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Labor Flexes Its Muscles As A Stockholder


The Workplace

LABOR FLEXES ITS MUSCLES--AS A STOCKHOLDER

When angry investors fired off letters to embattled Philip Morris Cos. recently, the signers included usual shareholder activists such as the California and New York City public employees' pension plans. But two others stood out: the Teamsters and the United Food & Commercial Workers (UFCW). The unions, whose pension funds together own about 0.5% of Philip Morris, have been leaders in the effort to get the company to split apart its food and tobacco units. And last year, a Teamsters proposal to toss out management's poison pill garnered a 40% vote.

Philip Morris isn't the only company facing organized labor in its new role as stockholder. Since 1992, the number of union-mounted proxy battles has quadrupled. The newfound activism has set off a furor, as targeted companies denounce unions for pursuing hidden bargaining agendas as well as higher stock values. The Securities & Exchange Commission is being dragged in, too, since it must decide whether proxy resolutions merit being sent out for a vote. "This is the sleepy power of employee stock ownership finally waking up," says Joseph R. Blasi, a Rutgers University management professor.

NO POISON. Labor's boardroom muscle-flexing stems largely from simplified SEC proxy rules that took effect in 1993.

Unions have jumped at the opportunity. At least 13 sponsored 70 proxy battles this year, vs. 30 fights in 1993 and 16 in 1992, according to the Investor Responsibility Research Center (IRRC), a research group based in Washington.

Labor can pose a double-barreled threat to management when it represents both employees and stockholders. Often, unions mount proxy battles when bargaining isn't an issue. For instance, only 500 Teamster members work at Kmart Corp. But of the $46 billion in assets held by the union's 150 pension funds, $35 million is in Kmart shares. And the union was unhappy with the company's stock performance. So the Teamsters joined other investors in early June to veto management's plan to raise as much as $900 million by issuing new stock in its specialty-store units.

Unions sometimes have other motives, however. At Philip Morris, the Teamsters' primary concern is its pension funds' $180 million investment. But the union also feels that its 5,000 food-worker members there would have more secure jobs if the potential tobacco business liabilities weren't hanging over their heads. "Our starting point is shareholder issues, not employee ones," says Teamsters President Ron Carey. "But it makes it more attractive if there's a union issue there, too."

It is these employee concerns that arouse management ire. For instance, the Teamsters initiated proxy fights over corporate governance issues such as poison pills at the three largest trucking companies this year--in the middle of national freight talks. "The Teamsters are trying to organize parts of our company," fumes James R. Allen, a vice-president at Consolidated Freightways Inc., where the union has sponsored a total of five proxy resolutions since 1993--none involving labor issues. "They do this having failed in the proper labor relations arena."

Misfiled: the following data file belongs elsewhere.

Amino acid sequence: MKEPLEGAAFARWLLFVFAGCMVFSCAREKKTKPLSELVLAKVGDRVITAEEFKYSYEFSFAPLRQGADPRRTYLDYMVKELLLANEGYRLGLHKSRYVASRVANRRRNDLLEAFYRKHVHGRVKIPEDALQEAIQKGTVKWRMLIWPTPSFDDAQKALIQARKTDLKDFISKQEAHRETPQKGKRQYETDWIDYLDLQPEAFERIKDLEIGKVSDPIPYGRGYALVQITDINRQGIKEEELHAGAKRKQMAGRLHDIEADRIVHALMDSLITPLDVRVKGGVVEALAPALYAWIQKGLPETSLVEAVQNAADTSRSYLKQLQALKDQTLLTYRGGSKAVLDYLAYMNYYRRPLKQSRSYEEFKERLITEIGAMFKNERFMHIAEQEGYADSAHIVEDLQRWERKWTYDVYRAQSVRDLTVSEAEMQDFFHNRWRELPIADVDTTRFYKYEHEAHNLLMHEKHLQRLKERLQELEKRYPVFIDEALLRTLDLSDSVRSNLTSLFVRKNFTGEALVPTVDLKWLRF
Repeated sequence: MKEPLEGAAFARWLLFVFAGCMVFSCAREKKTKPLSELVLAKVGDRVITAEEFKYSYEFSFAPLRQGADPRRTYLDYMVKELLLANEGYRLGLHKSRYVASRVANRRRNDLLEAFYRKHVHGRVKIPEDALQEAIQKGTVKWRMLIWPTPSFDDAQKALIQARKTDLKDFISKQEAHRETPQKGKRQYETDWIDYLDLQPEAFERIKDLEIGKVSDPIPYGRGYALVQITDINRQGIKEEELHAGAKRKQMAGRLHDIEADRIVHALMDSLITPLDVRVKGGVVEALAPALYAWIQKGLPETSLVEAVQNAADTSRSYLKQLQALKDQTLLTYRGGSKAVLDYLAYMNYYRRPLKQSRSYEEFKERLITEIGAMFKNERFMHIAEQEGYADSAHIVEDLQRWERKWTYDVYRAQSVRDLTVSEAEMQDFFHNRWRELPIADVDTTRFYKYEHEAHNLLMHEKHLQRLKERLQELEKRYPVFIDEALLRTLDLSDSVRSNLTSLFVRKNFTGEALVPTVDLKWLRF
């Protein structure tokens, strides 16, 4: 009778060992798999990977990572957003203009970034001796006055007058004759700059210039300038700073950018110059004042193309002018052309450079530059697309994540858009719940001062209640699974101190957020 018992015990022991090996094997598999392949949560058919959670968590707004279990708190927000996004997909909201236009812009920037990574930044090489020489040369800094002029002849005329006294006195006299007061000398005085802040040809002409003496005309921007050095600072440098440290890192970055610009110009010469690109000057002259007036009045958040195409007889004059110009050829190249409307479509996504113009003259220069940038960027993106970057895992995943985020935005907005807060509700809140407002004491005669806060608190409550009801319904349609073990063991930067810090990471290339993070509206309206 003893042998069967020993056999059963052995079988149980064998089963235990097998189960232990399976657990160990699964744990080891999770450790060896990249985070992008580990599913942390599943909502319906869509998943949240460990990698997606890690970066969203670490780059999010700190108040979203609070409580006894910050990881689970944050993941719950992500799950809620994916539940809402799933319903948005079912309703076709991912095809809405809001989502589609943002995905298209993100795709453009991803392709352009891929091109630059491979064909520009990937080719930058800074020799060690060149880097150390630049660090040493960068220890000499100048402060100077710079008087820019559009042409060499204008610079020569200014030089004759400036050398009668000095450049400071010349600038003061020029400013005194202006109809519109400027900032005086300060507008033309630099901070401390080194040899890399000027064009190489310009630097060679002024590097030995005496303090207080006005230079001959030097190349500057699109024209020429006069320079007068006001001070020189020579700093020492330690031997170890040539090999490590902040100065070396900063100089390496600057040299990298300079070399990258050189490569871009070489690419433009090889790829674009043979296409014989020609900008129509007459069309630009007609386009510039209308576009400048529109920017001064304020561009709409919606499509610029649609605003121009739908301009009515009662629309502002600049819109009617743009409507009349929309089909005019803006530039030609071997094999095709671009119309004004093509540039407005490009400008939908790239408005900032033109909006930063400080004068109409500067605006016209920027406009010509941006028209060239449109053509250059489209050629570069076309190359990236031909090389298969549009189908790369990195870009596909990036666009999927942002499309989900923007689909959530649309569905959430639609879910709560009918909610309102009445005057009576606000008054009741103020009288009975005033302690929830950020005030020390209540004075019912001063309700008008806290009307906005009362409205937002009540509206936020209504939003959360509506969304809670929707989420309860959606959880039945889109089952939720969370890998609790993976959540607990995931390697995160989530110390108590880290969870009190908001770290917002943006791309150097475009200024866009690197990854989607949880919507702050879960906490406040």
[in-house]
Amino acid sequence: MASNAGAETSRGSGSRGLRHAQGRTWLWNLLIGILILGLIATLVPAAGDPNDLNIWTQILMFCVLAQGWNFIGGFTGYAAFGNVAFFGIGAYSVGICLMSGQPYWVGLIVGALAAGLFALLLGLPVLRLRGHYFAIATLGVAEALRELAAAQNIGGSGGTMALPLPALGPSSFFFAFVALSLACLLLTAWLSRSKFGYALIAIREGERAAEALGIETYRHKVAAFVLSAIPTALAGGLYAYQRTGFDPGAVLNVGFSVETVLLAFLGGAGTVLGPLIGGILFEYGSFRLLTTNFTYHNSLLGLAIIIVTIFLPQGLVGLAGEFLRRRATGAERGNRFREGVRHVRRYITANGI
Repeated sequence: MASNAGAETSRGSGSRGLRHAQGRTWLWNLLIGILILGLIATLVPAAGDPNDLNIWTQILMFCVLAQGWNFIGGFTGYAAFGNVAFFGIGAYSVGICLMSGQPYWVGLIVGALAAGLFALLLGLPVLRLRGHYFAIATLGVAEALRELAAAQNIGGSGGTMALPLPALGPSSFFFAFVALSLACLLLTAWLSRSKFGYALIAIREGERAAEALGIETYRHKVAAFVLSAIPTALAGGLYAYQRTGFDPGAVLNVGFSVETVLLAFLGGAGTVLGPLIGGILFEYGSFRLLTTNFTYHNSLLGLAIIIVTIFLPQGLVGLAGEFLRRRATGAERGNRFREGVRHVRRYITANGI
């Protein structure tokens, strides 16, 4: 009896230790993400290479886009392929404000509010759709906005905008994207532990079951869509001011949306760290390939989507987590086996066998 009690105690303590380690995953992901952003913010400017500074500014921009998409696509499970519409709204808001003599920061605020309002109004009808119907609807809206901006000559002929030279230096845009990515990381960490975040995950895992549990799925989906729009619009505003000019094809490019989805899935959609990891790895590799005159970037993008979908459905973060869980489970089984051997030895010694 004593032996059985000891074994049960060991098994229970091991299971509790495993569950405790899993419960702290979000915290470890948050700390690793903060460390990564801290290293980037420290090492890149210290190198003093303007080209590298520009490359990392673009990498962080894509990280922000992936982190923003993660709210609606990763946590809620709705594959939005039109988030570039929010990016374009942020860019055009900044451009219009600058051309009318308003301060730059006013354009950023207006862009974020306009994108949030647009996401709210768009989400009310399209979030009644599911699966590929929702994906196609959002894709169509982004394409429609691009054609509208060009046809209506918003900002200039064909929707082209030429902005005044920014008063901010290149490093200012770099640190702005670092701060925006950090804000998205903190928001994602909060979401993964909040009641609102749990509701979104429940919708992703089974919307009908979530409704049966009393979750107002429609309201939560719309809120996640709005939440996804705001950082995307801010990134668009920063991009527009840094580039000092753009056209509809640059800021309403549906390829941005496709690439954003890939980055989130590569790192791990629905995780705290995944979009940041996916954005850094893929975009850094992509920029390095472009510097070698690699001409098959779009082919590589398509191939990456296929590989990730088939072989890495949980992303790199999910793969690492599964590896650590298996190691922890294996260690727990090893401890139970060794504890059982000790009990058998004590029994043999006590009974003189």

RISKY BUSINESS. Such complaints have put the SEC in the hot seat. In January, it refused to allow two officials of Dow Jones & Co.'s in-house union to sponsor a resolution to limit the CEO's pay, arguing that the union was simply using the proxy process to advance its bargaining goals. However, such decisions put the commission in the risky business of divining union motives. Agency officials concede, for instance, that they would have allowed the same proposal at Dow Jones if it hadn't come from a union. And the agency allowed the UFCW to propose that Food Lion Inc. disclose its executives' profit-sharing accounts--even as the union mounts an aggressive campaign against Food Lion labor law violations. "There have been a series of contradictory decisions on unions' motivation," says Pat McGurn, a corporate-governance expert at the IRRC.

Shareholders have won only 11 of the 430 proxy fights they have mounted this year, the IRRC says. Unions accounted for 7 of those, probably since they chose companies where they were most likely to win, says McGurn. In short, business is likely to hear more from labor shareholders about how to run a company.

BATTLES IN THE BOARDROOM

Less exclusionary Securities & Exchange Commission rules on proxy

initiatives have triggered union-sponsored actions. Some examples:

Company Initiative

KMART Clothing Workers and Teamsters joined dissidents to defeat

company stock offering

PHILIP MORRIS Teamsters and Food Workers helped to form shareholder group

that wants company to split its food and tobacco units

CONSOLIDATED Five Teamsters resolutions in 1993 and 1994, including

FREIGHTWAYS one calling for staggered board, won some 40% of vote

DATA: BUSINESS WEEK

Aaron Bernstein in New York


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